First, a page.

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I've written a number of small programs that communicate via TCP. I'm having endless issues with the system hanging because one program has closed its network connection, and the other end-point somehow fails to notice that it's now disconnected.

I was expecting doing I/O on a TCP connection that has been closed to throw some kind of I/O exception, but instead the program seems to just hang, waiting forever for the other end-point to reply. Obviously if the connection is closed, that reply is never coming. (It doesn't even seem to time out if you leave it for, say, twenty minutes.)

Is there some way I can force the remote end to "see" that I've closed the network connection?

Update: Here is some code...

public sealed class Client
  public void Connect(IPAddress target)
    var socket = new Socket(AddressFamily.InterNetwork, SocketType.Stream, ProtocolType.Tcp);
    socket.Connect(ipAddress, 1177);
    _stream = new NetworkStream(socket);

  public void Disconnect()

public sealed class Server
  public void Listen()
    var listener = new TcpListener(IPAddress.Any, 1177);
    var socket = listener.AcceptSocket();
    _stream = new NetworkStream(socket);

  public void Disconnect()
share|improve this question
In TCP a process normally can't hang forever... TCP sends alive? signals to check if the other node is still active. – Willem Van Onsem Sep 17 '13 at 9:49
...hence my puzzlement. – MathematicalOrchid Sep 17 '13 at 9:50
Have you considered TcpClient.LingerState? How do you use TCP? Socket Programming or some dedicated library? – Willem Van Onsem Sep 17 '13 at 9:52
There is a loop somewhere where you are receiving data inside the program that seems to hang. Post that code. – Jon Sep 17 '13 at 10:09
up vote 1 down vote accepted

When an application closes a socket the right way, it sends a message containing 0 bytes. In some cases you may get a SocketException indicating something went wrong. In a third situation, the remote party is no longer connected (for instance by unplugging the network cable) without any communication between the two parties.

If that last thing happens, you'll have to write data to the socket in order to detect that you can no longer reach the remote party. This is why keep-alive mechanisms were invented - they check every so often whether they can still communicate with the other side.

Seeing the code you posted now: when using NetworkStream the Read operation on it would return a value of 0 (bytes) to indicate that the client has closed the connection.

The documentation is mentions both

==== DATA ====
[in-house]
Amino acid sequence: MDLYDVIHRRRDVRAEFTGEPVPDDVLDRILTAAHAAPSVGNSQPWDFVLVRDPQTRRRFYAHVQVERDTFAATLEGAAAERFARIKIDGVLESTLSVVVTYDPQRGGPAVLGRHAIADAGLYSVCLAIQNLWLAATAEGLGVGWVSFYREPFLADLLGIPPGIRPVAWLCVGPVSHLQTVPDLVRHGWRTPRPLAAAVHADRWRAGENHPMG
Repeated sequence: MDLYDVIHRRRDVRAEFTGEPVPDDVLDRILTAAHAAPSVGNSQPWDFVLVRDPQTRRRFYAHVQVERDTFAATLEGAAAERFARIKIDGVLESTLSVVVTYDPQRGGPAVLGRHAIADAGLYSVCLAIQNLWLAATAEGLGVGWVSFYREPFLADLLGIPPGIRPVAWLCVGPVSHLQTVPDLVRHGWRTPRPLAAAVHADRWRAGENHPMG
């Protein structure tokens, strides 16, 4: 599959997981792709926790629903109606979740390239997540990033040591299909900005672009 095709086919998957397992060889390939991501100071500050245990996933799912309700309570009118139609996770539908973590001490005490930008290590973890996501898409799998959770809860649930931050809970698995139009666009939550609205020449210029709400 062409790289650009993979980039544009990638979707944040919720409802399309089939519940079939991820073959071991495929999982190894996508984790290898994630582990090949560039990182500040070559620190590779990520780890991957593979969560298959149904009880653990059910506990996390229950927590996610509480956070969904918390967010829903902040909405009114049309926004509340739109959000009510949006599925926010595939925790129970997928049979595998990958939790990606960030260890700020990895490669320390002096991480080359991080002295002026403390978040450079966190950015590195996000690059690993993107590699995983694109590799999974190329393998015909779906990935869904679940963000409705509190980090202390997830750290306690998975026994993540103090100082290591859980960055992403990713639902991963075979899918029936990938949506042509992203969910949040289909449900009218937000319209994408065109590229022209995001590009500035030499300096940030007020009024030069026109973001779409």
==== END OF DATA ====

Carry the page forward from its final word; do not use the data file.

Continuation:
"If no data is available for reading, the Read method returns 0."


"If the remote host shuts down the connection, and all available data has been received, the Read method completes immediately and return zero bytes."

in the same paragraph. In reality NetworkStream blocks if no data is available for reading while the connection is open.

share|improve this answer
You mean Read() returns zero bytes rather than throwing an exception? Oh dear... – MathematicalOrchid Sep 17 '13 at 10:26
@MathematicalOrchid exactly – C.Evenhuis Sep 17 '13 at 10:29
So presumably ReadByte() is also going to return -1 rather than throw an actual exception too... – MathematicalOrchid Sep 17 '13 at 10:33
@MathematicalOrchid they had to choose something other than exceptions, as a correctly shut down socket is not an exceptional case; and the default ReadByte implementation calls Read under the hood. – C.Evenhuis Sep 17 '13 at 10:35
I was hoping to not have to litter my code with dozens of identical checks for this. (That's kind of why exception handling was invented...) Oh well, I guess it's not your fault that they designed it this way. :-( – MathematicalOrchid Sep 17 '13 at 10:42

Hi MathematicalOrchid,

You might find what you are looking for here:

There is some great information there when it comes to working with TCP sockets and detecting half open connections.

You can also refer to this post which seems to have the same solution:

TcpClient communication with server to keep alive connection in c#?


share|improve this answer
This is interesting, but it seems to be talking about when a process dies, or a network link goes down. I'm trying to explicitly close the connection at one end, which ought to notify the other end, you would think... – MathematicalOrchid Sep 17 '13 at 10:40

You are opening the socket, and assigning it to the stream. At the end of the process, you close the network stream, but not the socket.

For NetworkStream.Close() to close the underlying socket it must have the ownership parameters set to true in the constructor - See MSDN Docs at

This may result in the connection hanging as the underlying socket was not correctly closed.


_stream = new NetworkStream(socket);


_stream = new NetworkStream(socket, true);

On a side note, if you do not require a maximum performance for your small app you should try using TCPClient instead - This is a wrapper around socket and it provides connection state checking facilities.

share|improve this answer
Is a similar step necessary if I wrap the stream in a StreamReader or StreamWriter object? – MathematicalOrchid Sep 17 '13 at 13:01
@MathematicalOrchid StreamReader/StreamWriter do not have socket constructors, so you would have to wrap a them around a NetworkStream. This would still result in the above scenario. Also, StreamReader will block until it receives data - If there is no data (connection lost or something) then you may get a timeout or indefinite hang. Your best option might to be use/implement some kind of keep alive. – Kami Sep 17 '13 at 13:52

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